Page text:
“Kind of a new record slipped into a list old safe ones… verrry PUSSY!”. Ha. Guilty. I got this record very late in the year, but, as Last.FM would testify, I’m enjoying very very much. Nothing exciting has come out of champaign, IL since, ohhhh… Braid, until now. I’m a sucker for girl/boy vocals, and this was THE album for me in the last few months. Think Stars (especially Amy Milian-like vocals, minus all the fatalistic/melancholic/depressive lovesickness, then sprinkle with a few exciting influences… occasional Mates of State keyboard fun, some navelgaze dabbling, a track that reminds me a bit of Broken Social Scene, and that standard “We’re twee But We’ll Include One Adorable Techno Track To Show We Can Do It” song. (Ahem, Belle and Sebastian – Electronic Renaissance, Scotland Yard Gospel Choir – Topsy Turvy). Check ‘em out.

Free mp3: “Owl Eyes”

5. The Radio Dept.Pet Grief

Tim (The Muttering Retreats) turned me on to these guys. What a fabulous album. It’s this kind of new wave revivalism that makes me despise legwarmers and oversized belts a little less. It’s tough not to “influence pick” on the album, but it wonderfully re-creates a poppy The Jesus and Mary Chain thang in a haze of keyboards and drones and looooooooove.

Free mp3: “Against The Tide”

6. DecemberistsThe Crane Wife

Mad props for jumping to a major label and putting out an uncompromised LP, especially 10+ minute song sagas. Though, Castaways & Cutouts and Her Majesty… are still my personal favorites, Colin Meloy & Co went from your libraries favorite chamber pop band to a synth-soloing Genesis-nodding pop/progrock hybrid — quite a feat. And a little unsettling.

Free mp3: “Sons & Daughters”

7. The PipettesWe Are the Pipettes

I think, technically, this album hasn’t been released in the U.S. yet. I don’t care. Good music travels fast. Records labels can’t control product if the fanbase or buzz is large enough. The Pipettes bring back that girl group era to modern-times, a-lah Camera Obscura, but where C.O. delivers wispy lovelorn tunes with some occasional twang, The Pipettes have style, sass, swagger (and handclaps) to spare. The Pipettes – Your Kisses are Wasted on Meis a gem among an album filled with…well… other gems. The only downside is that the “we all have slightly different personalities and dress in polka-dots” seems suspiciously like a marketing ploy, you really can’t hate on these girls. 1 year from now, the re-united The White Stripes will have the Pipettes open for them. I predict it… it will come true.

8. Isobel Campbell & Mark LaneganBallad of the Broken Seas

When Isobel left Belle and Sebastian I was 95% sure her success would nearly match that of Looper. I picture, mid-Storytelling tour, Stuart Murdoch turns to Isobel on the tour bus and “Oi, Ah quite like your voice eeen that, buh eeets a bit wyrd, ya know, that one song you du, ‘The Sunrise Song’, eh?” Isobel promptly gives Stu’ the finger, jumps off the bus with a small, adorable, Scottish-looking suitcase, meets Mark Lanegan in a cowboy bar near the airport, and after a weekend in a motel, they decide to record an album. Isobel then flutters her eyes, forgets Mark for 3+ years and gives him a ring when she gets board spooning her cello.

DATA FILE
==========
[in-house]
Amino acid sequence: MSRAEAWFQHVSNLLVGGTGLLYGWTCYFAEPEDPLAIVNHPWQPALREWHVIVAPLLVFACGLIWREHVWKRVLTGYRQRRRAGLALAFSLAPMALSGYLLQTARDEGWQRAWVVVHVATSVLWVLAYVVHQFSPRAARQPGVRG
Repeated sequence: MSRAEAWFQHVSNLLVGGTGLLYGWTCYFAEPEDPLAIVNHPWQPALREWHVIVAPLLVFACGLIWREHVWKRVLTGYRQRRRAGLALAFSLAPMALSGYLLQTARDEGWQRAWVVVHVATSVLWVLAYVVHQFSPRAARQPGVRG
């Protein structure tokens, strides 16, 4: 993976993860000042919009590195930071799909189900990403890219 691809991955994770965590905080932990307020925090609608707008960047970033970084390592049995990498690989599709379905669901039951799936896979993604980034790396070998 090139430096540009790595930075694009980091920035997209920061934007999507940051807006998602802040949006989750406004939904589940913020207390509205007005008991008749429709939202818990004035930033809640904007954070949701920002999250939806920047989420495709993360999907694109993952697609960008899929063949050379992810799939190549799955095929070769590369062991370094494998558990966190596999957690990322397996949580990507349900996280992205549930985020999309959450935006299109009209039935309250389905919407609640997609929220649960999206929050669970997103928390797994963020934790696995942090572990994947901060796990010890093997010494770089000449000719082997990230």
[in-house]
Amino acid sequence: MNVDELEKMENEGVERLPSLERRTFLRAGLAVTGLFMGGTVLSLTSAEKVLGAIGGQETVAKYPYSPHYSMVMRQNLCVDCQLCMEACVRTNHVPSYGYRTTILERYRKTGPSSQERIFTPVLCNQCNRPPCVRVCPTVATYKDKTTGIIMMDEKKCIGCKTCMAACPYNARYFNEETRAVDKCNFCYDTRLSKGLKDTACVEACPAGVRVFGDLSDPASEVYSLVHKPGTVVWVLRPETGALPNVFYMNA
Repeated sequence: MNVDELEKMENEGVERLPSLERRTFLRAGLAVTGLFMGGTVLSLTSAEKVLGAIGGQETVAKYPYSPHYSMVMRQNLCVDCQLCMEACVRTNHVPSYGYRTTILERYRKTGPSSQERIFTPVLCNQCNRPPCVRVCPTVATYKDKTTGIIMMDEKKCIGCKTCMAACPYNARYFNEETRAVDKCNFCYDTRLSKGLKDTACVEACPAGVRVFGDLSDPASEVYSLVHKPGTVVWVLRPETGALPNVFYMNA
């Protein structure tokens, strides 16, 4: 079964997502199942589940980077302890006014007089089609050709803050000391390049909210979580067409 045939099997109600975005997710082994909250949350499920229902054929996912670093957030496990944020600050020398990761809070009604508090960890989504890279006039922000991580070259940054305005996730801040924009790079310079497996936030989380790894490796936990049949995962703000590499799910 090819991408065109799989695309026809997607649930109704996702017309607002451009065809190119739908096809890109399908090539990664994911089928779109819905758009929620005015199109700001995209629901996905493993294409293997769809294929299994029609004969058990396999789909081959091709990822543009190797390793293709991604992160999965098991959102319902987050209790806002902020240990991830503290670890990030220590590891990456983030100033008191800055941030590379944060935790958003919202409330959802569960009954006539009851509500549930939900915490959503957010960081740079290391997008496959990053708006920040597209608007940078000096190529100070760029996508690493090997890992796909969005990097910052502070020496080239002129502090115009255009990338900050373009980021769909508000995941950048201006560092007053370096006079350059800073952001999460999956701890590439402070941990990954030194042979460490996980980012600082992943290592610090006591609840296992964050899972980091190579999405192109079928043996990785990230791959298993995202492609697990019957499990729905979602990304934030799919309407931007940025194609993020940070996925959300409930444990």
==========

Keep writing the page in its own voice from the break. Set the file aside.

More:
Free mp3: “(Do You Wanna) Come Walk With Me”

9. TV on the RadioReturn To Cookie Mountain

Good, solid album, and a welcome return after a disappointing debut LP. I feel this one was a bit over buzzed, but it’s still incredible. A good listen, all the way through, the standout being the rollicking, driving assualt of “Wolf Like Me”. It’s SO hard to tell people there’s an indie band who combines, art-punk, trip-hop and Peter Gabriel and have them still pay attention to you. But, the word’s out on them, there will have to be no convincing.

Free mp3: “Wolf Like Me”

10. IslandsReturn to the Sea

Who woulda thunk it??? Especially now that all The Unicorns are dead. Turn the weirdness level down about two-notches, and what appears but yet another fabulous pop band out of Canadia. But to be honest, I kind of miss the previous weirdness levels, but their beginnings of silly instrumentation, deliberately incomplete songs structures, and childish deliveries allowed the .666Unicorns to flank the standard pop-rock formula and conquer all. Now… about Th’ Corn Gang.

Free mp3: “Jogging Gorgeous Summer”

Honorable Mentions:
11. Belle and SebastianThe Life Pursuit
Free mp3: “White Collar Boy”

12. Sufjan StevensThe Avalanche: Outtakes & Extras from Illinois Album

13. Jenny Lewis With The Watson TwinsRabbit Fur Coat
Free mp3: “Rise Up With Fists”

14. José GonzálezStay In The Shade

15. Camera ObscuraLet’s Get out of This Country
Free mp3: “Lloyd, I’m Ready To Be Heartbroken”

Mad shoutouts to an indie kids’ savior: The Hype Machine.

And the blogs I stole mp3’s from:
http://skyscraperlife.blogspot.com/
http://www.girlpants.org/  (not making this one up, promise)
http://res1999.blogspot.com/
http://www.michaelmieler.com/blog/ Mike Went West
http://timedoor.textdriven.com Timedoor
http://tracemyface.blogspot.com/ Red Blondehead
http://www.blogotheque.net/sommaire.php3 La Blagotheque